As the angry debate over Ryan's budget plan wears on, one suggestion I'm seeing over and over is that we should just raise personal and corporate income tax rates back to where they were in the 1950s, when marginal tax rates were 50% on corporate income and up to 90% on personal income, while the effective rates were arguably nearly as high.
(Why don't we know exactly how high they were? Because the very high taxes of the 1950s encouraged people to consume things in tax-free forms--shareholders were happy to used retained earnings for conglomerated empire building rather than having them distributed as taxable dividends, while managers were happy to take their income in the form of company cars and generous expense accounts. These things showed up as actual expenses on the corporate income statement, lowering reported personal and corporate income.)
But we can't just go back there. For one thing, while the GOP is wrong about getting Laffer Curve effects
when marginal income tax rates are at 30% of income, such effects would virtually certainly apply at 90%: we'd slow capital formation and GDP growth while encouraging tax refugees and loads of cheating.
Why, then, was growth so high back then, with tax revenues flowing like wine? Well, nothing's saying growth couldn't have been even higher. But I think the more important problem is that lots of regulation is a one shot deal: you can get certain effects temporarily, but not permanently.
Think about the tax environment of the early 1930s. Top marginal income tax rates are 25% on people, 12% on corporations. No doubt you have a fellow who does your taxes, and looks for ways to minimize them, but it's not particularly urgent--the top bracket kicks in at the equivalent of about $1.3 million a year.
Then FDR ratchets the top bracket on very high incomes into the 80s, and takes the corporate income tax into the 40s. Suddenly, minimizing your income taxes becomes a much more lucrative endeavor. You can afford to spend quite a lot on tax accountants and lobbyists, and still save money as long as they deliver tax savings.
Over time, an industry grows up dedicated to minimizing taxes. The important thing to remember about trying to "reinstate" the conditions of the 1950s is that this time, the industry already exists: the army of professionals with long experience at parsing IRS rules and developing innovative strategies to avoid taxes. So even if we enacted exactly the same tax rules as we had in the 1950s, we wouldn't raise as much money this time around.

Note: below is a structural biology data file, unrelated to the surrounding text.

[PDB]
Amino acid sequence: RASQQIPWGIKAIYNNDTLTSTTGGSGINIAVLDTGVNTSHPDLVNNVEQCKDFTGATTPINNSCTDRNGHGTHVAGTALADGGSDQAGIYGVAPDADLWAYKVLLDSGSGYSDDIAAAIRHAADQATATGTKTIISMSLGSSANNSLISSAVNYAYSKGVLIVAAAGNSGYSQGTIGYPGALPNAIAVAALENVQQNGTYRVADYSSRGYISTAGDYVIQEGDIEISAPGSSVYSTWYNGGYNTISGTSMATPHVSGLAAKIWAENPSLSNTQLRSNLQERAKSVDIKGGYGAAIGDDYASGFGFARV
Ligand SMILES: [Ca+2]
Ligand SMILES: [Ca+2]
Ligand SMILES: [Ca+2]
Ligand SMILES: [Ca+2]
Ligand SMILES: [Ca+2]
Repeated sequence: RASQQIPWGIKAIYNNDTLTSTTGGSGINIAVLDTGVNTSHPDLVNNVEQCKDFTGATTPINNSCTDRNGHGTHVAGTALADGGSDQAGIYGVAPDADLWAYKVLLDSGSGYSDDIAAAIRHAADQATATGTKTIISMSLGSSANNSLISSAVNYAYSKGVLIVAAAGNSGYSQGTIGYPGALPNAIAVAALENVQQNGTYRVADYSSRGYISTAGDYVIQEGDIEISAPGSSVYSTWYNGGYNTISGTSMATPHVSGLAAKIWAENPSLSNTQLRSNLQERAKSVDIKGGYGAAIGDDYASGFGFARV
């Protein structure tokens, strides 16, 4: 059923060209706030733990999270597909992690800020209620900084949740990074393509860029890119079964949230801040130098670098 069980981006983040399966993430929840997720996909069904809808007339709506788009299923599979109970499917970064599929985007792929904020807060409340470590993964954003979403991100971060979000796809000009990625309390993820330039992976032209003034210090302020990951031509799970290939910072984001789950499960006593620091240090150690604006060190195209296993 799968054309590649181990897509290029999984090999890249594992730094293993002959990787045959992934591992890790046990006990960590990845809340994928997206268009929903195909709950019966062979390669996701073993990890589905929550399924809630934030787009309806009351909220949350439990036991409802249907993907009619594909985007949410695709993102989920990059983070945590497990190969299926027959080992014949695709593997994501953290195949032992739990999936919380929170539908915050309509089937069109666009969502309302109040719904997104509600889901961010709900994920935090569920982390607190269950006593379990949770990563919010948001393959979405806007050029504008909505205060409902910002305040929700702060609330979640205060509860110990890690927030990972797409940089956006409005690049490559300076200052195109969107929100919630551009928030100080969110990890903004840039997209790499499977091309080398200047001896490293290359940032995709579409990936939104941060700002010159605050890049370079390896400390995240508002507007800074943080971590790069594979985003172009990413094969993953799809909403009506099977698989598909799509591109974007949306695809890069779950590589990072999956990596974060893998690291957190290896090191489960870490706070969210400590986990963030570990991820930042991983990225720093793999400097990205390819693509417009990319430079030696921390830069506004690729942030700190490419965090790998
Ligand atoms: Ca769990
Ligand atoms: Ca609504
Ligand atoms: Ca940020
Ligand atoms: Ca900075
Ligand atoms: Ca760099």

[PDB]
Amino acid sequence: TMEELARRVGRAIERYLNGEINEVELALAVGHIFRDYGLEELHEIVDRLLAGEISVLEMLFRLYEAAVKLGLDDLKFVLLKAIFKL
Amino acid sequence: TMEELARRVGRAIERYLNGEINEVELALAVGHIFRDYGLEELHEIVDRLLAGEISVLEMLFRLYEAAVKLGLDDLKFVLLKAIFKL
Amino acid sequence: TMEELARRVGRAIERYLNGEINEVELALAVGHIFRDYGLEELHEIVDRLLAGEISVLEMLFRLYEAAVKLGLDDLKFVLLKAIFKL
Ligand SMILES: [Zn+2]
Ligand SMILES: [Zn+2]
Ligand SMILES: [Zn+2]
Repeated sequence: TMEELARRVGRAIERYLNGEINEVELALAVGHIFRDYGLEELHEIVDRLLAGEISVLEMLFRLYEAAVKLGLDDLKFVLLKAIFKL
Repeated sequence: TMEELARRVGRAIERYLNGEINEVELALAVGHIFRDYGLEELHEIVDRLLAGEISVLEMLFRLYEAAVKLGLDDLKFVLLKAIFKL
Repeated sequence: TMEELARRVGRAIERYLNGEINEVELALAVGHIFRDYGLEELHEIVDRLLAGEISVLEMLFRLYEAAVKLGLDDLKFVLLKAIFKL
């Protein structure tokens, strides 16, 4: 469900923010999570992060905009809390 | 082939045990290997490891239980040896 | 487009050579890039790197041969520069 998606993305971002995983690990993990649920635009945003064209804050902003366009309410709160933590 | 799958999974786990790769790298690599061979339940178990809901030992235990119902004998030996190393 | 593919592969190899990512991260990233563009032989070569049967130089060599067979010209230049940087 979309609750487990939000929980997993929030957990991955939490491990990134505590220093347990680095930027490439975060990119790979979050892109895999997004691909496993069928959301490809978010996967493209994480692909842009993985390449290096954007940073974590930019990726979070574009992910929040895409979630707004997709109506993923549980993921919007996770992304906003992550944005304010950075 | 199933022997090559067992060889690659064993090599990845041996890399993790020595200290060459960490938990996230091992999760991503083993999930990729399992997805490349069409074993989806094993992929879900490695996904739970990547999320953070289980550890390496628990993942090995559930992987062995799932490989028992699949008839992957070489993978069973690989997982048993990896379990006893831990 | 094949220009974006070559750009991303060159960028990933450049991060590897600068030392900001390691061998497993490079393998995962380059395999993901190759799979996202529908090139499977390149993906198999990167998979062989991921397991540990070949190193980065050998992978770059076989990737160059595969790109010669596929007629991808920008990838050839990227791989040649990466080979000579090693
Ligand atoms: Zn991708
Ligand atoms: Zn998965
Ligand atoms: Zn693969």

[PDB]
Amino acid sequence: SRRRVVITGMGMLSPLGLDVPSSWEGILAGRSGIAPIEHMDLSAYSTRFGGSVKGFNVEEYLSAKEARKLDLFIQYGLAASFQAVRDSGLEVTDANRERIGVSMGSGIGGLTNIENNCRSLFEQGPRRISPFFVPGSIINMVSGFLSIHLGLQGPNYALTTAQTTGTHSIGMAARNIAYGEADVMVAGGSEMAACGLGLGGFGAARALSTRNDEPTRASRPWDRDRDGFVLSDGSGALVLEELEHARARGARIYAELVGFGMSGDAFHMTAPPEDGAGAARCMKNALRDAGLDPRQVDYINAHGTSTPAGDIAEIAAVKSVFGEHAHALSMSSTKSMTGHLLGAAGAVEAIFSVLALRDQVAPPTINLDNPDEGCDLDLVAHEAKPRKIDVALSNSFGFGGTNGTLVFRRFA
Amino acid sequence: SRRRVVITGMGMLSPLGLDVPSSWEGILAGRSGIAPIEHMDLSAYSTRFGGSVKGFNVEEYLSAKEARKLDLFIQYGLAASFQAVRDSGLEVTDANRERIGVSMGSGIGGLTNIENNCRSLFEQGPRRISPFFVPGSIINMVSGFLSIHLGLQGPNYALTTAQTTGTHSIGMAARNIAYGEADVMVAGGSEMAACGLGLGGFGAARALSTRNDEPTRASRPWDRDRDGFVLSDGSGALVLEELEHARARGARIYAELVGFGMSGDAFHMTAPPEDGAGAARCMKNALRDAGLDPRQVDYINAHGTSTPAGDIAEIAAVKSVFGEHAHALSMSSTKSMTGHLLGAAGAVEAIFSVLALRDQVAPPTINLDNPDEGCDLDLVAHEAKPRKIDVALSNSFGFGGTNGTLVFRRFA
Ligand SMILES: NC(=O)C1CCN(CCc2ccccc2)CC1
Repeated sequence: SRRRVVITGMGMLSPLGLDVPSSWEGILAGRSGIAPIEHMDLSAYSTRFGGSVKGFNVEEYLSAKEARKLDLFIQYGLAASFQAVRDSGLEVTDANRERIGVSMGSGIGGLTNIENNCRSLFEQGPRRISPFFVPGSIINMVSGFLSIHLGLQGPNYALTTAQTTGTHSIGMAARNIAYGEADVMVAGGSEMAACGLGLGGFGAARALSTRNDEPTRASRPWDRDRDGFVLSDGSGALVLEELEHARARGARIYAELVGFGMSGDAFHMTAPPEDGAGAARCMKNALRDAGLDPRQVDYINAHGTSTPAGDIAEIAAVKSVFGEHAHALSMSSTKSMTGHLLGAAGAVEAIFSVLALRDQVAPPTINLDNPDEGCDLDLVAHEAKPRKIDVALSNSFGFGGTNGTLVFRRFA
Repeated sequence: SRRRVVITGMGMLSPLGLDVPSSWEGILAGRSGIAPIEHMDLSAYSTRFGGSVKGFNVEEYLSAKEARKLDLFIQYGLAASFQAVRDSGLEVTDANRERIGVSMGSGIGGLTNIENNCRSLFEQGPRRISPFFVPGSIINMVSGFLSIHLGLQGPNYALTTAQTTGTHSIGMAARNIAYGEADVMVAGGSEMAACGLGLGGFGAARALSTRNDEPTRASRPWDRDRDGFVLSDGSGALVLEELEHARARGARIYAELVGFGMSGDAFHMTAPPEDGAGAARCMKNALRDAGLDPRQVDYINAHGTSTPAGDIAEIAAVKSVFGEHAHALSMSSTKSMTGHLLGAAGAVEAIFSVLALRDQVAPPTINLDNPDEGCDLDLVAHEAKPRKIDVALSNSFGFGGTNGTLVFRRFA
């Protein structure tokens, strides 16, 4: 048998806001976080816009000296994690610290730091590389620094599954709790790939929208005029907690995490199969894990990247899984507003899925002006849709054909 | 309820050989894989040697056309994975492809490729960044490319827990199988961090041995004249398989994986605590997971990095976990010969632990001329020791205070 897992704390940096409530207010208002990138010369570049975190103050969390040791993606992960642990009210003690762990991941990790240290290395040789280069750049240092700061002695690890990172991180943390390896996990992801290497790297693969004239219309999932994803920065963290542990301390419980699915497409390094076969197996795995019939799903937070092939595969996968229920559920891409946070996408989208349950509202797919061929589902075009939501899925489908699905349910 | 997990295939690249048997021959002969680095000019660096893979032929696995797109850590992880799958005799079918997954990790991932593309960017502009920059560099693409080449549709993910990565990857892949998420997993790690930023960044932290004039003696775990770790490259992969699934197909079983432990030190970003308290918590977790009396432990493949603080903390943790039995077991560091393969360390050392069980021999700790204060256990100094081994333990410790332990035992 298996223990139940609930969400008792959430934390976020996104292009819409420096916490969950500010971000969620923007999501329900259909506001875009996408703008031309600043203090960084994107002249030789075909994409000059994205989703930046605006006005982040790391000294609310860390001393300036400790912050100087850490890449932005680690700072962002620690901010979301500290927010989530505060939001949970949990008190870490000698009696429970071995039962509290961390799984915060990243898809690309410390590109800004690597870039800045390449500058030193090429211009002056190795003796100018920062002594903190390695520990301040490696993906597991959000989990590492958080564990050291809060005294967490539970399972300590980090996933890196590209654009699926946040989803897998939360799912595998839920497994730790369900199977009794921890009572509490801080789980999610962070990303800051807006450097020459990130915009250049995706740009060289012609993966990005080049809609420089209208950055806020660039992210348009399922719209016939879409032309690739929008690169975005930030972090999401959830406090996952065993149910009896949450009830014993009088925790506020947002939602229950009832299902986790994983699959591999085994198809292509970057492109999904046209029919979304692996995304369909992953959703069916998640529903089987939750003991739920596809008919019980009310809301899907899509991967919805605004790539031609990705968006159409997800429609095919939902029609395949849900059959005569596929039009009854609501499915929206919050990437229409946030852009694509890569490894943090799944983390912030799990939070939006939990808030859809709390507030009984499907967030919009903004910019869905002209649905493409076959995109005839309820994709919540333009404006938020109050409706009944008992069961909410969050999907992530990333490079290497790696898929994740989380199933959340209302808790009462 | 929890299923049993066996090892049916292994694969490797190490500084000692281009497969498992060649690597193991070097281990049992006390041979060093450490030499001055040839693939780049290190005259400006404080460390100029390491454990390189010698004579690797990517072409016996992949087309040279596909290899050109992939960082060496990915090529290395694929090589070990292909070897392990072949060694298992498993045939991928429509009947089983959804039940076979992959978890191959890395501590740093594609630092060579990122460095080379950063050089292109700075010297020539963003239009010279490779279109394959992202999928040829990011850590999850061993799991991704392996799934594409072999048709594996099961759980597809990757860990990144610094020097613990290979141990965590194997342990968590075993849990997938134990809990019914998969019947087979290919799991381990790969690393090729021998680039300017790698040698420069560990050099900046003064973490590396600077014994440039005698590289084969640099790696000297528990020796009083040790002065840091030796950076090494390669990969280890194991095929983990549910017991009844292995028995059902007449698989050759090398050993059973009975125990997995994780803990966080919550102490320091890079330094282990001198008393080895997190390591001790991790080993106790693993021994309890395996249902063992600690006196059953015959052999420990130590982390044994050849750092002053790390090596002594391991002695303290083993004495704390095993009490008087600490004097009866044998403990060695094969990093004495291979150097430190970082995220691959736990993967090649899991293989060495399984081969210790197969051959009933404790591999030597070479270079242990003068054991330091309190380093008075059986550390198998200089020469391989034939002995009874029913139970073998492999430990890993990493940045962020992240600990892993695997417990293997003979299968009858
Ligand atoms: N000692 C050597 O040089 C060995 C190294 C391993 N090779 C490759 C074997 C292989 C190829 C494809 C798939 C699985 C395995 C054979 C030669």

This is especially true because capital is more mobile than it was in the 1950s. That magnifies both the income-shifting effects, and the negative economic effects, of high taxes on capital and talent. This time around, if you bring income taxes back to 90%, the wealthy have a variety of very attractive places where they could move--and there are lots of countries that would be happy to accept their investments without demanding a 9/10s cut of the proceeds. So we lose not only the taxes, but the benefit of the capital. In the early 1950s, a combination of capital controls and war devastation made this sort of thing very difficult.
This is broadly true of regulation in general: if you think some tax or regulation worked in the past, you need to consider the possibility that this was simply a temporary effect before companies gained the inevitable talent at gaming your regulation. You cannot simply assume away the gaming on the ground that companies oughtn't to do that sort of thing--and you should be wary of assuming that you can get back to the halcyon days of yore simply by "eliminating the loopholes". Heavy regulation encourages people to get good at finding loopholes--and since "eliminating the loopholes" usually takes the form of making the law more complicated, it is at least as likely to create new loopholes as to get rid of them.
Over the long run, it is better to seek a simple set of rules than a perfect set of rules. The perfect set of rules may get closer to your ideal--but it is also likely to be easier to game.
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is a columnist at Bloomberg View
and a former senior editor at The Atlantic.
Her new book is The Up Side of Down